Thursday, March 31, 2011

State Defiance of Court Orders In Wisconsin

Over the last few days in Wisconsin a bit of a legal crisis emerged as Wisconsin Governor Scott Walker's administration, in its attempt to implement an anti-collective-bargaining law, fell afoul of a court order.

What happened is as follows: the Republicans in Wisconsin's state government used some parliamentary maneuvers to pass laws restricting collective bargaining and other laws which would more tightly restrict the ability of labour unions to operate - including the ending of mandatory deduction of union dues.

Wisconsin Democrats responded by challenging the passing of the law itself, claiming that the law was processed incorrectly. Wisconsin county judge Maryann Sumi issued a restraining order preventing the state from implementing the law while she considered the case.

However, the State went ahead and began implementing the law regardless, halting the collection of union dues through salary deductions.

The State's argument was that although the act had not yet been published in the Wisconsin State Journal, which is the State's official newspaper for the purpose of publishing new laws, it had published the Act through the Legislative Reference Bureau and that therefore, since the law was published that way, it was in effect.

(The chief of the LRB went on record saying that he does not believe his agency's action implements the law.)

Judge Sumi was not amused.
"Further implementation of the act is enjoined," said Dane County Judge Maryann Sumi.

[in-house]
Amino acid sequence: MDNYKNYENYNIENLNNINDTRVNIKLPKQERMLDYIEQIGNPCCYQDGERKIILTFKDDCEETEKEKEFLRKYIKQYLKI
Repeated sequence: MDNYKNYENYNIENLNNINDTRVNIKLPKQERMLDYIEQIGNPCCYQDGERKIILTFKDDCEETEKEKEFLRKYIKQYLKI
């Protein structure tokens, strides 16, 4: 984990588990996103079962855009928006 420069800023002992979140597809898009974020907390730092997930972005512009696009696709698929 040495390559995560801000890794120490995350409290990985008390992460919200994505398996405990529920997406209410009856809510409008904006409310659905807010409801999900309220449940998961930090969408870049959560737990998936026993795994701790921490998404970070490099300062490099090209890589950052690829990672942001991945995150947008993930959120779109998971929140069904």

She noted her original restraining order issued earlier this month was clear in saying that the state should not proceed with implementing the law. The Walker administration did so after the bill was published Friday by a state agency not included in Sumi's earlier temporary restraining order.

"Apparently that language was either misunderstood or ignored, but what I said was the further implementation of Act 10 was enjoined. That is what I now want to make crystal clear," she said.
Judge Sumi's reaction - and a energetic reaction from the media - led the Wisconsin administration to announce its intention to abide by the judge's order.

This puts the issue to rest, at least temporarily, but it doesn't address the interesting question of whether blatant disregard for a judicial order - had it continued - would have caused the state's Attorney General and other lawyers under him to be in violation of Wisconsin's Rules of Professional Conduct for Attorneys, which state that a lawyer in Wisconsin has the duty to "uphold legal process."

Some might argue not - after all, there is a long tradition in the United States of elected officials defying the judiciary, all the way back to President Andrew Jackson defying the U.S. Supreme Court's decision in Worcester v. Georgia, which of course led to the Trail of Tears. (One would both expect and hope that the consequences of what is happening in Wisconsin will of course be less dire.)

On the other hand, it's very hard to characterize what the State government did as anything other than blatant, if temporary, defiance of the court order, which would seem to be the antithesis of upholding the legal process. And then again, one could counter-argue that since the law only required the state to not do something, and therefore not imposing a positive duty, that by not collecting union dues they were not necessarily implementing the old law but instead merely failing to uphold the state's previously existing obligations. (This seems like a legalistic excuse to this writer, particularly in light of various state officials and lawyers saying that they were implementing the law.)

In any case, calmer heads have prevailed and it appears Wisconsin will now abide by the court order.

- Christopher Bird, Toronto
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